Further, the electric field distribution close to the body regions 3 is influenced by the curvature of the pn-junctions. This is explained qualitatively in FIG. 9 showing current-voltage characteristics of JFETs in the off-state. In doing so, the full lines 13 and 14 correspond to semiconductor devices as illustrated in FIG. 7 and 6, respectively, having straight pn-junctions between body regions 3 and spacer portions 9, wherein line 14 illustrates the characteristic of a device having a larger lateral spacing between adjacent body regions. At moderate voltages, only comparatively small currents flow. Note that the current is plotted on a logarithmic scale. Above a certain threshold the current increases sharply with voltage, i.e. an avalanche breakdown occurs. As to be expected from the electric field distributions of FIGS. 6 and 7, the breakdown voltage is lower for higher distances between neighbouring body regions 3 (FIG. 7).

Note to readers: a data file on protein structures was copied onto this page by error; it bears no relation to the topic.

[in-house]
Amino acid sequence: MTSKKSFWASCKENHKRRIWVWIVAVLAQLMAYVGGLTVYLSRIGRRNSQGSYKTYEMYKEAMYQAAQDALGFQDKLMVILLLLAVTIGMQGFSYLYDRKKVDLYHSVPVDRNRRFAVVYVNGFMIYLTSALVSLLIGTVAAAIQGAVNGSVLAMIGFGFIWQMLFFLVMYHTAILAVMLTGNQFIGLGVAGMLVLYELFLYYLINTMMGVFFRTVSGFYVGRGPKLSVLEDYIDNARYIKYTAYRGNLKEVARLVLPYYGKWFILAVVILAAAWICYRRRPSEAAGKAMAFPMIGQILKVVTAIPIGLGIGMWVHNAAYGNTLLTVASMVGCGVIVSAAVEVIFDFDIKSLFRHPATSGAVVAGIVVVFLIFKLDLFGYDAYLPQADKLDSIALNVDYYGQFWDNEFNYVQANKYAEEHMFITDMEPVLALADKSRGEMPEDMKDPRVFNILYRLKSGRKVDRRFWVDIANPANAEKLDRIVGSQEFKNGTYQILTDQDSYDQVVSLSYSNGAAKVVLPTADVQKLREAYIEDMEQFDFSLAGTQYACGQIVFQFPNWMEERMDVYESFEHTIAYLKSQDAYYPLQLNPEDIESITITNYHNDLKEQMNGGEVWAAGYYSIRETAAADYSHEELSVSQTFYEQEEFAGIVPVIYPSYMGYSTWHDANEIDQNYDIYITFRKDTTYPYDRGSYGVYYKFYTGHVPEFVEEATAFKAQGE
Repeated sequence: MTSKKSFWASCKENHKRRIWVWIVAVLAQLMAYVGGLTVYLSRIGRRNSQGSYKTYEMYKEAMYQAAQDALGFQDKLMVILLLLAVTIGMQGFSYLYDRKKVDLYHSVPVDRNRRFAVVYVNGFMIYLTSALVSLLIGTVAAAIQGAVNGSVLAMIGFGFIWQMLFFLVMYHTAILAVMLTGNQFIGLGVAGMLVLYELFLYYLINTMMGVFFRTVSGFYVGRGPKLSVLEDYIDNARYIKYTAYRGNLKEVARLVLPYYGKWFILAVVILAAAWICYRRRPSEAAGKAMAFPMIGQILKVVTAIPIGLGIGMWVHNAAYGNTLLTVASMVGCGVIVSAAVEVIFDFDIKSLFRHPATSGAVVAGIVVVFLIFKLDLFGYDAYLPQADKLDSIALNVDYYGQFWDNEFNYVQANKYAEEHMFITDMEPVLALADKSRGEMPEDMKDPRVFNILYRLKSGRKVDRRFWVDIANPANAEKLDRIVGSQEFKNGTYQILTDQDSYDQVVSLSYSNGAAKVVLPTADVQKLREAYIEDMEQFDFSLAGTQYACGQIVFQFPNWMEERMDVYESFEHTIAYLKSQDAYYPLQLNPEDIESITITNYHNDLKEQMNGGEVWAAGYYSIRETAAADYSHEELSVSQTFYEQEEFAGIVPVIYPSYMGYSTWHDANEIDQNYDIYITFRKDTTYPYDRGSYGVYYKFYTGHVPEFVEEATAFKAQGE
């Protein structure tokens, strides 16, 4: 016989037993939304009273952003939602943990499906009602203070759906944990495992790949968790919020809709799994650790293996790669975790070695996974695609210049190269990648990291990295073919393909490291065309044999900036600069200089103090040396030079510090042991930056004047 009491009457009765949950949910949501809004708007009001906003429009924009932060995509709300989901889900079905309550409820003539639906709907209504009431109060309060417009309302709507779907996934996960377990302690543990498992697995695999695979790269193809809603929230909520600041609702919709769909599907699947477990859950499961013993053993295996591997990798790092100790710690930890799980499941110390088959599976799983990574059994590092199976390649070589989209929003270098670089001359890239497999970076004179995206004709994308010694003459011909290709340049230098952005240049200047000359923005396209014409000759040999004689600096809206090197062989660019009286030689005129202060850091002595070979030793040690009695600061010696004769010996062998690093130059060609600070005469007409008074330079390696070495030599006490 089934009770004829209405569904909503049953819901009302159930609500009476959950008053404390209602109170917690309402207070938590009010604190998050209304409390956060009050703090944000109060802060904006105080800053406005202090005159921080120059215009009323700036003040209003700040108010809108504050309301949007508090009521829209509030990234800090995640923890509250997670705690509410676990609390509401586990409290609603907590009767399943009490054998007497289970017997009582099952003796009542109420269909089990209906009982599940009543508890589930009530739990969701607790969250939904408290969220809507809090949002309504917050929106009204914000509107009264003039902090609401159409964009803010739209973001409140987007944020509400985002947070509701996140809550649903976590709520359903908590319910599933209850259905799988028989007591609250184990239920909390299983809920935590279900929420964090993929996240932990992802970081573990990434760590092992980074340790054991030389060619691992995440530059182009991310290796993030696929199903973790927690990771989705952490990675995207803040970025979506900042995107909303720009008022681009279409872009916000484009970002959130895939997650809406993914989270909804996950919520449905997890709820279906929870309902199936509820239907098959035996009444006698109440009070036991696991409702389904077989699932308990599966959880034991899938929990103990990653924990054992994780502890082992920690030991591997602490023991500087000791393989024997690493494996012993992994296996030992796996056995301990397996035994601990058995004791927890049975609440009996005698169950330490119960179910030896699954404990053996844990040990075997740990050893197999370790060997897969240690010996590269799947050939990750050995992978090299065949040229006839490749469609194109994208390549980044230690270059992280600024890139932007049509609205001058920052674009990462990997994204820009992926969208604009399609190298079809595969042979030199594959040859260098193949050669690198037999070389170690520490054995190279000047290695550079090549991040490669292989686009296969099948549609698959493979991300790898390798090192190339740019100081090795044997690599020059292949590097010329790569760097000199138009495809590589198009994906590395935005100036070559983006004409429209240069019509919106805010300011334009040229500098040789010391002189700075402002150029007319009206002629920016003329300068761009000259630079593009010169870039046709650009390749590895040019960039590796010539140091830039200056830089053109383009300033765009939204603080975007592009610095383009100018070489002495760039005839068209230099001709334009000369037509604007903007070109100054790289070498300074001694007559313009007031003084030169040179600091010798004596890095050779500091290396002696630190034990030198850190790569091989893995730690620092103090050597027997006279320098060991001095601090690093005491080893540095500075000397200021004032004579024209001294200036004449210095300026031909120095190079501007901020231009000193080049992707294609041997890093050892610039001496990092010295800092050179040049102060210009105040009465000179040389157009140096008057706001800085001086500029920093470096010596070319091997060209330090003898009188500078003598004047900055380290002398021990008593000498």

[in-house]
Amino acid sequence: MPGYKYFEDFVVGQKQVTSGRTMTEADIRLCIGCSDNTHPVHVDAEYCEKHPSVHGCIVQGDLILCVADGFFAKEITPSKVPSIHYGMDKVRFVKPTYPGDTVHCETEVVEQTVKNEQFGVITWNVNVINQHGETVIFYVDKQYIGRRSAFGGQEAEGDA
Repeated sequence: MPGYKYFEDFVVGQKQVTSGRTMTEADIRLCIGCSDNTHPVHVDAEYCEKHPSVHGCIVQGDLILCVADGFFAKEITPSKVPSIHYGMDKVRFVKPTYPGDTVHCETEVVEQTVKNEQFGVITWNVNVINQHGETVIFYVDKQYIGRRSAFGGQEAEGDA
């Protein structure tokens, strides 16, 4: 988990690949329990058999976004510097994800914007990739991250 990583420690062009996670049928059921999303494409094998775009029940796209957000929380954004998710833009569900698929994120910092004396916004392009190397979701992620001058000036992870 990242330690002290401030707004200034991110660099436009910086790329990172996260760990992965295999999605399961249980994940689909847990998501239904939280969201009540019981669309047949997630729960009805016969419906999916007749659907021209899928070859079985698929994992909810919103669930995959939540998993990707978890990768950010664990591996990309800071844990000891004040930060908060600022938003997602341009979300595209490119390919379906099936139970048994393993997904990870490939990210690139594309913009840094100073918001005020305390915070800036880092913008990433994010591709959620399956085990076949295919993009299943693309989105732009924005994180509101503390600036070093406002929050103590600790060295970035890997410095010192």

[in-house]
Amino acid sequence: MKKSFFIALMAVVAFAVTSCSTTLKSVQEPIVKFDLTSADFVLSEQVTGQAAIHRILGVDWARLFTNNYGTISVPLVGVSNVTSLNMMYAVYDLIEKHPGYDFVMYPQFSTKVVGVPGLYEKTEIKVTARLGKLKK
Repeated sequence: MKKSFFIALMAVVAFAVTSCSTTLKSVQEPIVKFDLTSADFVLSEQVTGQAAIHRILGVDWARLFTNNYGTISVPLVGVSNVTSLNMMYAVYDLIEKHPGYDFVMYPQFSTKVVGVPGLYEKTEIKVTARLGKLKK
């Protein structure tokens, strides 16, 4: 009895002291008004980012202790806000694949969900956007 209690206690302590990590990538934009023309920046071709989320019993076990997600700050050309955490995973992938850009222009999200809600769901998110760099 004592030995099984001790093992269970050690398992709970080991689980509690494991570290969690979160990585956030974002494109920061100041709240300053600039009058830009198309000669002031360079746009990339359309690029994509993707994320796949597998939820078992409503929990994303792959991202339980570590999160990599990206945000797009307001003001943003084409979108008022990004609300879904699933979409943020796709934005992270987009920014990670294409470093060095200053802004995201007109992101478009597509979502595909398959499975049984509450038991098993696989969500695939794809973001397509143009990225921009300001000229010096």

The dashed lines 15 and 16 relate to similar simulations in cylinder symmetry. In other words, the body regions 3 are formed as thin cylinders and having thus, in projection on the first plane 40, a round or curved contour. The distance between neighbouring body regions 3 is equal for the two curves 13 and 15 on the one hand and for the two curves 14 and 16 on the other hand. The full lines 13 and 14 correspond to a semiconductor device with body regions 3 running parallel to each other without any lateral curvature, e.g., arranged on a one-dimensional lattice. As can be appreciated from comparing the dashed and full lines, any deviation from the straight shape of the body regions 3 like a curvature will decrease the breakdown voltage. The decrease of breakdown voltage strongly depends on curvature and doping. It can amount up to a several 100 V in case of power semiconductor devices.

To improve the overall device performance, the critical regions of the body regions 3 near the corners or where the shape of the body region 3 is laterally curved can be defused in the off-state by a structured current spread layer 22. In other words, the current spread layer 22 is not formed in areas where the body regions have a curved outer boundary. For this purpose first portion 4 having a lower doping concentration can be arranged on the drift portion 1 and close to the critical regions of high field strength.